We employ Nitrous Oxide to help relax your child and relieve anxiety. This is a safe way to help an anxious child relax or a calm child have a more pleasant experience. Your child will get to choose which “flavored nose” the gas will be administered through. However, this treatment is only meant to relax your child, not put them to sleep.

  • Very apprehensive, combative, or extremely young children do not benefit from nitrous oxide.
  • It is most useful on young children during morning appointments.
  • It is important that your child not eat prior to the appointment. Food will only complicate matters if your child gets an upset stomach during the procedure.
  • We cannot use nitrous oxide on your child if he/she has an ear infection or ear ache. Please inform us if this is the case.
  • If your child has an issue breathing through his/her nose for any reason, please let us know. This may limit the effectiveness of the sedation.
  • Please inform us of any medication your child is taking on the day of the appointment.

I.V. Sedation

We recommend I.V. Sedation for apprehensive, very young or special needs children. It is designed to calm your child, reduce anxiety and lessen discomfort during treatment. A pediatric anesthesiologist will administer and monitor the I.V. sedation while Dr. Chu performs the procedure in-office.

Prior to your I.V. sedation appointment:

  • Any changes in your child’s health or medical condition need to be mentioned. If he/she has a fever, ear infection or cold, please contact us to see if we need to postpone the treatment.
  • It is important that you tell Dr. Chu about any medication your child is taking, any drug reactions or change in medical history. 
  • Please dress your child in loose fitting, comfortable clothing.
  • Please make sure that your child goes to the bathroom immediately prior to arriving at the office.
  • Your child should ONLY drink clear liquids (water, apple juice, Gatorade) for up to six hours prior to the scheduled procedure. No solid food or milk is allowed after midnight.
  • A parent or legal guardian must remain at the office during the whole procedure.

After the sedation appointment:

  • Your child will be very drowsy for up to 8 hours after the treatment. Please keep a very close eye on them and away from potential dangers.
  • Place your child on their side with their chin up if they want to sleep. Wake them every hour and encourage them to drink in order to prevent dehydration. It is best to give your child sips of clear liquids at first to prevent nausea. The first meal should be light and easily digestible.
  • If your child vomits, help them bend over and turn their head to the side to insure that they do not inhale the vomit.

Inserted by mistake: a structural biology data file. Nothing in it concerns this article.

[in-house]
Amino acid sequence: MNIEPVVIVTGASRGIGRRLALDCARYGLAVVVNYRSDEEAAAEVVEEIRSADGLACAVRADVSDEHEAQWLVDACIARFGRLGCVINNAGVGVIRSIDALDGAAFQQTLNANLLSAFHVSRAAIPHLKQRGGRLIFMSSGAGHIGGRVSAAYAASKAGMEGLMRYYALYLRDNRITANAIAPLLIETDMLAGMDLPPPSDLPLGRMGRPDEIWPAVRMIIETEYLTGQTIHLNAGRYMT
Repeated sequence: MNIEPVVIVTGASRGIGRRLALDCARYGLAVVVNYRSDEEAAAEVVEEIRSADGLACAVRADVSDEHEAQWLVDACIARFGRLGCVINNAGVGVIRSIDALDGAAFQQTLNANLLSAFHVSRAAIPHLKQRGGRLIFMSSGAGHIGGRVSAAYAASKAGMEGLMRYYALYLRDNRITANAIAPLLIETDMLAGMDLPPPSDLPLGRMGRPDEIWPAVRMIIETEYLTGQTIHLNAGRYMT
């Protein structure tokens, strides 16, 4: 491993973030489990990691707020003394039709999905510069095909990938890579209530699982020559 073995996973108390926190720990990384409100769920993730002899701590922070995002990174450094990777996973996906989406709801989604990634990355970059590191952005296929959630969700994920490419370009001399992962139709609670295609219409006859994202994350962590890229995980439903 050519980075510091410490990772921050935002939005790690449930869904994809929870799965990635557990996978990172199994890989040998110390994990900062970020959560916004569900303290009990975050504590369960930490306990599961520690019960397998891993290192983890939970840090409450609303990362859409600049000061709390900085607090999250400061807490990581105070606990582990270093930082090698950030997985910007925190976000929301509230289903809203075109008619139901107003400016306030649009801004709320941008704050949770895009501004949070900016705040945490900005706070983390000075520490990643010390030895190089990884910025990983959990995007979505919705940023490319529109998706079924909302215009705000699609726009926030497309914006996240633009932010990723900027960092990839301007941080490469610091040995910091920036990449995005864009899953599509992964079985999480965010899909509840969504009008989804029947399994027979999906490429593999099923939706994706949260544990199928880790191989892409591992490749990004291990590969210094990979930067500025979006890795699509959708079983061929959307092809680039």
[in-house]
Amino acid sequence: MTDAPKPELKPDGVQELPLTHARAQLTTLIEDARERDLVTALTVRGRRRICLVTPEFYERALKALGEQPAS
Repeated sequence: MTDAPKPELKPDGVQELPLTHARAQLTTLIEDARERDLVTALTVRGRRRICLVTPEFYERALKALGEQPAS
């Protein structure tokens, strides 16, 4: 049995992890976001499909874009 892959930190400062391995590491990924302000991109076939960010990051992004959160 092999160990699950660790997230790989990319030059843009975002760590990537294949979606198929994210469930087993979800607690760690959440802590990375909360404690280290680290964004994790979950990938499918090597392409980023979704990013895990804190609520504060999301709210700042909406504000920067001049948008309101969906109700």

• Please call our office for any questions or concerns that you might have.

Outpatient General Anesthesia

We recommend Outpatient General Anesthesia for apprehensive, very young, and special needs children that would not work well under conscious sedation or I.V. sedation. General anesthesia puts your child completely to sleep. This is performed in a hospital or outpatient setting only.

The risks of general anesthesia are greater than of other options. However, if suggested for your child, the benefits have been deemed to outweigh the risks. The risk of a serious reaction is in the range of 1 in 25,000 to 1 in 200,000 according to most pediatric literature. This is even less than the assumed risk of driving a car day-to-day. Not choosing the general anesthesia has its own risks, including multiple appointments, potential physical restraint, and possible emotional/physical injury to your child while completing their dental treatment. The risks of NO treatment include tooth pain, infection, swelling, the spread of new decay, damage to their developing adult teeth and possible life threatening hospitalization from a dental infection.

Prior to your appointment:

  • Any changes in your child’s health or medical condition need to be mentioned. If he/she has a fever, ear infection or cold, please contact us to see if we need to postpone the treatment.
  • It is important that you tell Dr. Chu about any medication your child is taking, any drug reactions or change in medical history. 
  • Please dress your child in loose fitting, comfortable clothing.
  • Your child should ONLY drink clear liquids (water, apple juice, Gatorade) for up to six hours prior to the scheduled procedure. NO solid food or milk is allowed after midnight.
  • A parent or legal guardian must remain at the office during the whole procedure.
After the appointment:
  • Your child will be very drowsy. Please keep a very close eye on them and away from potential dangers.
  • Place your child on their side with their chin up if they want to sleep. Wake them every hour and encourage them to drink in order to prevent dehydration. It is best to give your child sips of clear liquids at first to prevent nausea. The first meal should be light and easily digestible.
  • If your child vomits, help them bend over and turn their head to the side to insure that they do not inhale the vomit.
  • You will be given a detailed list of "Post-Op Instructions" and an emergency contact number prior to leaving the hospital or outpatient facility.